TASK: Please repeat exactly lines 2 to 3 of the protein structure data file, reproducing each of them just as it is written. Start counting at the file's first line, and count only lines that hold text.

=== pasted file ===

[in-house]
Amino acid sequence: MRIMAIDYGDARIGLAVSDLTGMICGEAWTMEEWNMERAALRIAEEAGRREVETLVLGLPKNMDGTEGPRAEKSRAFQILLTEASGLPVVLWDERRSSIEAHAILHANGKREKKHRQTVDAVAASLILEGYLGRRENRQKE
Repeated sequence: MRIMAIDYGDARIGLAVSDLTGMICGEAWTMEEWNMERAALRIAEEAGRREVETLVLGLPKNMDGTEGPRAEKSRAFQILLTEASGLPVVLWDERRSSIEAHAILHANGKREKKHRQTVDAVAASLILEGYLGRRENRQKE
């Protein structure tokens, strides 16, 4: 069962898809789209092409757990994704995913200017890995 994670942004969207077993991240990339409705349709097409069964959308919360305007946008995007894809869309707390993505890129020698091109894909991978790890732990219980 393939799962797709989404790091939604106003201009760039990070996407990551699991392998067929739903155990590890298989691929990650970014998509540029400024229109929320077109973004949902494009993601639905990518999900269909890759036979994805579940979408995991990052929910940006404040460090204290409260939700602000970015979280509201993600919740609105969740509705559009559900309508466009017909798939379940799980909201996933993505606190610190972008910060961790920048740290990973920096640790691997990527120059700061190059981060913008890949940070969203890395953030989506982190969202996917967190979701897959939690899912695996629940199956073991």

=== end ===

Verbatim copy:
Amino acid sequence: MRIMAIDYGDARIGLAVSDLTGMICGEAWTMEEWNMERAALRIAEEAGRREVETLVLGLPKNMDGTEGPRAEKSRAFQILLTEASGLPVVLWDERRSSIEAHAILHANGKREKKHRQTVDAVAASLILEGYLGRRENRQKE
Repeated sequence: MRIMAIDYGDARIGLAVSDLTGMICGEAWTMEEWNMERAALRIAEEAGRREVETLVLGLPKNMDGTEGPRAEKSRAFQILLTEASGLPVVLWDERRSSIEAHAILHANGKREKKHRQTVDAVAASLILEGYLGRRENRQKE